Sunday, 14 June 2015

Sharp criticism levelled at SA's book industry and its bias against black writing

The issue of the literary system and the bias against black writers has been in the spotlight since the Franschoek Literary Fair in May. It was again the subject of intense discussion at Wits University on 9 May when Thando Mgqolozana, Siphiwo Mahala and others took part in a panel discussion. The event was organised by Jacana and was under the heading 'Decolonising the Literary Landscape'.

Mgqolozana told the meeting that, after seven years, he was tired of working towards acceptance by the establishment. Referring to a comment by another speaker that it was important for blacks to attend these festivals, he said he hated hearing the words "we need you". He said by putting them on the programme, the organisers were creating a space for "performance of black rage". 

He also argued that black people "do read" and that it should be recognised that every book purchased by a black person was read by many people. The problem was a lack of access "to reading material". Most bookstores were in white areas, and the only one in black area -- at Maponya Mall -- had closed down because the offering too closely resembled what was sold at Sandton branches of the same bookstore. In addition, books were expensive when seen in relation to average household income.

Mgqolozana called for reading to be viewed as a basic need and for government to scrap VAT on the sale of books.

Mgqolozana said he hoped to break free away from discussing white people and how they responded. It was much more important to "├»magine an alternative book industry". Although he would not attend any more festivals, for now he had no option but to still rely on white controlled publishing houses and bookstores. 

Writer and Department of Arts and Culture official Mahala said he decided in 2011 to stop attending events like the Franschoek Literary Festival. He described Franschoek as an initiative set up by private individuals linked to the white establishment who then invited black writers because they "needed black monkeys to entertain them".  Mahala deplored the fact that all aspects of the publishing business – from editing to sales to reviews –  was under white control.

During discussion many audience members prefaced their comments with the words "I am angry". Several of the young black audience members lambasted another speaker, Corina van der Spoel of Wits University, for stating that, due to the damage caused by apartheid, blacks do not read and that the black elite should buy more books. The audience members argued that it was not her place to make such remarks. "I use my money to buy books and I have been doing so since high school", another student said, adding that as far as he knew, young white people also needed to be encouraged to read.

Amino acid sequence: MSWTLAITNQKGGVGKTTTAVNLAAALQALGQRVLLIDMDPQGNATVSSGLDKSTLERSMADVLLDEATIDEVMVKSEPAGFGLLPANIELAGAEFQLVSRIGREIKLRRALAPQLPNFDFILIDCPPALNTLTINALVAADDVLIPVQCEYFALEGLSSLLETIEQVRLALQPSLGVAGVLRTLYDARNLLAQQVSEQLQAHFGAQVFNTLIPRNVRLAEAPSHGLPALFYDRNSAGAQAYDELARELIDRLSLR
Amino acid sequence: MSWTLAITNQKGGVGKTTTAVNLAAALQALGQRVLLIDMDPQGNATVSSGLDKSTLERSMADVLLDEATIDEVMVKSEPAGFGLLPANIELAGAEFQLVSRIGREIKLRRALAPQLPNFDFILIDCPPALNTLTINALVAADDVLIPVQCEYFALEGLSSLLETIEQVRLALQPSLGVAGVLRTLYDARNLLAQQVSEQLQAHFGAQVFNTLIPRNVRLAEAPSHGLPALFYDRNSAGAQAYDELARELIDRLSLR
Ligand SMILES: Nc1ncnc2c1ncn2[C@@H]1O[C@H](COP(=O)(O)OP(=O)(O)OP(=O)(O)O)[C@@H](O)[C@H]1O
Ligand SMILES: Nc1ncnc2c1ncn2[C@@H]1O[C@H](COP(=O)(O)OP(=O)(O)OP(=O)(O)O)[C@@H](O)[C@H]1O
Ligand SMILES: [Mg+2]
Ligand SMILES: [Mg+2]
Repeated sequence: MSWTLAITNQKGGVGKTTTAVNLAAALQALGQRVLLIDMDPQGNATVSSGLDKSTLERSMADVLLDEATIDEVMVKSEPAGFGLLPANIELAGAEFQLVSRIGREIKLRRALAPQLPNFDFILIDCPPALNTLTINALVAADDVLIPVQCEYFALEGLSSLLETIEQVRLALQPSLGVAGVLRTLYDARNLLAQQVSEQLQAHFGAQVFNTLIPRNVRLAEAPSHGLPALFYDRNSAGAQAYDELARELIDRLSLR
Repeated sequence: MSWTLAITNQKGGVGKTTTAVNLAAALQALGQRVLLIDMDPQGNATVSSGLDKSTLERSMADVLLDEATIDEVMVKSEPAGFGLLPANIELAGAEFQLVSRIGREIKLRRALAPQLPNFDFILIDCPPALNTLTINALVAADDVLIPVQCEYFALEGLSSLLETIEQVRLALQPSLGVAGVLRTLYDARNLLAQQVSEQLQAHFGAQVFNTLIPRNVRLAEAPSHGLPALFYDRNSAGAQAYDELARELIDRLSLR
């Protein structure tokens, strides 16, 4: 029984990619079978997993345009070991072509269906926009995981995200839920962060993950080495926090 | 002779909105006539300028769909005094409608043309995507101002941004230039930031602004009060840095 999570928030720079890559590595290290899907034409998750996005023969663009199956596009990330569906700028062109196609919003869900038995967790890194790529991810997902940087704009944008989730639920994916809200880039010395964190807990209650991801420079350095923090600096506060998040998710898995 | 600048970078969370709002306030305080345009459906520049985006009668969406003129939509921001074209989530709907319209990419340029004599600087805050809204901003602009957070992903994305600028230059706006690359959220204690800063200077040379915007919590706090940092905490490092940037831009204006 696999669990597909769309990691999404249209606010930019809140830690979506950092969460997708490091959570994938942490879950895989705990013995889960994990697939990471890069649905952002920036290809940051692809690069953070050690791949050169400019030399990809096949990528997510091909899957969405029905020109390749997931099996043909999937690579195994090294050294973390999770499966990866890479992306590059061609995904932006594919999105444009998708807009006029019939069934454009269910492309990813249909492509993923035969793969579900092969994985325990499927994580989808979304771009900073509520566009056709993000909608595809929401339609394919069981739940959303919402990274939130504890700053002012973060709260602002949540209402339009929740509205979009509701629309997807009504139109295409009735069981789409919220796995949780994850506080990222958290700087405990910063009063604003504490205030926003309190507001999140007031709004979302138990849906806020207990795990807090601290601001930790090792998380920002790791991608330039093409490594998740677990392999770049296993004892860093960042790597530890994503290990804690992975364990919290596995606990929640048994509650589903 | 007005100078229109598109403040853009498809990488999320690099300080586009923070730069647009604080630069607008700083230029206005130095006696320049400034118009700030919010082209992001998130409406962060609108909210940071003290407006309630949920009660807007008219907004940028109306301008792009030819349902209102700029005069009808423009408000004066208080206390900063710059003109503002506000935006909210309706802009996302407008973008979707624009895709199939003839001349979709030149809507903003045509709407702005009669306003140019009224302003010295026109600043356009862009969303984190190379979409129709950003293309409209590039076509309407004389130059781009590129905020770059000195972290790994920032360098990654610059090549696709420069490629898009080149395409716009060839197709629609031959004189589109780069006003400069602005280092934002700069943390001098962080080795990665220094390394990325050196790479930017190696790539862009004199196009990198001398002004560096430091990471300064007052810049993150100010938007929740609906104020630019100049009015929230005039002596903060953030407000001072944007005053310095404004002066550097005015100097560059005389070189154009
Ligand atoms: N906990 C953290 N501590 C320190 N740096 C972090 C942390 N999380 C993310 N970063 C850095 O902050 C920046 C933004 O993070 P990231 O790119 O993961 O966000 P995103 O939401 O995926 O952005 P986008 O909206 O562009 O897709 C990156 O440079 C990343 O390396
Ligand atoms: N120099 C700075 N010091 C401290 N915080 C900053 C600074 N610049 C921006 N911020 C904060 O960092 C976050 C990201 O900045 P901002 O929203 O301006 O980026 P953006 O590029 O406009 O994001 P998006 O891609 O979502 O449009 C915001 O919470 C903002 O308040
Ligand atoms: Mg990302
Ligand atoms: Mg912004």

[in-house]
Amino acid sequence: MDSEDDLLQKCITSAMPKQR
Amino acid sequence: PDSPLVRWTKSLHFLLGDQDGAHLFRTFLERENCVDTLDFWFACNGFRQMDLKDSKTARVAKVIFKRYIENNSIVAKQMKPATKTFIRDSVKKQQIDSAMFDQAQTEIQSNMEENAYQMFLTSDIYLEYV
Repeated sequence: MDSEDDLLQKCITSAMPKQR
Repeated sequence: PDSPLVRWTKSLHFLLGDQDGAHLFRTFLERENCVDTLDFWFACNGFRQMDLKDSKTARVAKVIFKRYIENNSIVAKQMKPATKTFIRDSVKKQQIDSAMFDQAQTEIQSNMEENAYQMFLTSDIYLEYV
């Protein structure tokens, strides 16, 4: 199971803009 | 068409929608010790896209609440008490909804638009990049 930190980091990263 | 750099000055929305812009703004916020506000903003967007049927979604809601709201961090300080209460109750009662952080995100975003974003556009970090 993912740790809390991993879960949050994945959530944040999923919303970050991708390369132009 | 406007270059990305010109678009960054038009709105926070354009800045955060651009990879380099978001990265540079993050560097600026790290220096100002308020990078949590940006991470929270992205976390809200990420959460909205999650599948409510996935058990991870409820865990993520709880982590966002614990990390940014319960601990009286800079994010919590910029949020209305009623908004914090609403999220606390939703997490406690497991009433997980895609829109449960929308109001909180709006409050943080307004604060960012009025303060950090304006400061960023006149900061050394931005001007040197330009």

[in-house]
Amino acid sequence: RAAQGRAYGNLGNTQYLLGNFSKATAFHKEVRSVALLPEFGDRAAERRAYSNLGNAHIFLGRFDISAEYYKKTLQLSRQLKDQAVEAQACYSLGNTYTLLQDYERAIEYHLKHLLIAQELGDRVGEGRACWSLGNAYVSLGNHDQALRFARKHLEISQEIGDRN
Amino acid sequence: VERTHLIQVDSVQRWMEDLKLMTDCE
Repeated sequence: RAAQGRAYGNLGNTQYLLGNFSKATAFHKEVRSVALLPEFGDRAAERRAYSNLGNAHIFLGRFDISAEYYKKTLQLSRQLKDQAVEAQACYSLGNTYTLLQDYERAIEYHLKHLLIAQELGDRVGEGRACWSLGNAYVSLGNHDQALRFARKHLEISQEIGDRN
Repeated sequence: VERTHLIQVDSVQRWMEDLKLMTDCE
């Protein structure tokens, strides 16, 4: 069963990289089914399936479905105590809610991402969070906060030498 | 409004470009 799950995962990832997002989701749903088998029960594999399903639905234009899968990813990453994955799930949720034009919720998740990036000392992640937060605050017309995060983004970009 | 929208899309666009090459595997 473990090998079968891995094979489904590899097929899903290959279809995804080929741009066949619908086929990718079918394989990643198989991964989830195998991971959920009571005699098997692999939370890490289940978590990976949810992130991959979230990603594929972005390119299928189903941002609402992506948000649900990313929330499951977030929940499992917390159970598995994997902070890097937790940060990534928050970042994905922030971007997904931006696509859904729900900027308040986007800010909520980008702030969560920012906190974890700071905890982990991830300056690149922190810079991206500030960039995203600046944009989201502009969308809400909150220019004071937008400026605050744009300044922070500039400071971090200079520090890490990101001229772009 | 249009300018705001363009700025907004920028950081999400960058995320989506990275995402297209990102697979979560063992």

Van der Spoel's input generated repartee from the young black audience. At one stage, van der Spoel asked "where is the Huisgenoot for the black community?" to which audience members shouted, "Bona, Bona".

In discussions such as these, of course, defining the problem is easier than finding solutions.

One of the audience members, Allan Horwitz of Botsotso Publishing, tried to provide a different perspective. He argued that the problem was the capitalist system and that socialist approaches were needed.  In his view, the democratic government should do more to curb the profit motive in the book publishing and distribution system. He also called on government to make sure libraries held books of local writers and hosted regular events where writers could discuss their work with community members.

Some in the audience strongly favoured "blacks only" literary festivals (although Mahala spoke out against this). Mgqolozana wondered whether writers should release and sell their work chapter by chapter, which would make literature easier to buy. Speaking from the audience, academic Pumla Gqola argued that greater use should be made of alternative distribution strategies, making use of new communications technologies which put more power in the hands of citizens. She also reminded people of how kwaito music emerged outside the formal system for music production and distribution. 

The panel discussion leaves many more questions than answers. On the one hand, there appears to be wide agreement that, 20 years on, the publishing industry has made too little progress in terms of transformation. On the other hand, it is unclear who will lead a new push for fundamental changes.  It remains to be seen which institutions or coalitions of organisations will step up to drive a new agenda of radical change in the publishing industry.

Frank Meintjies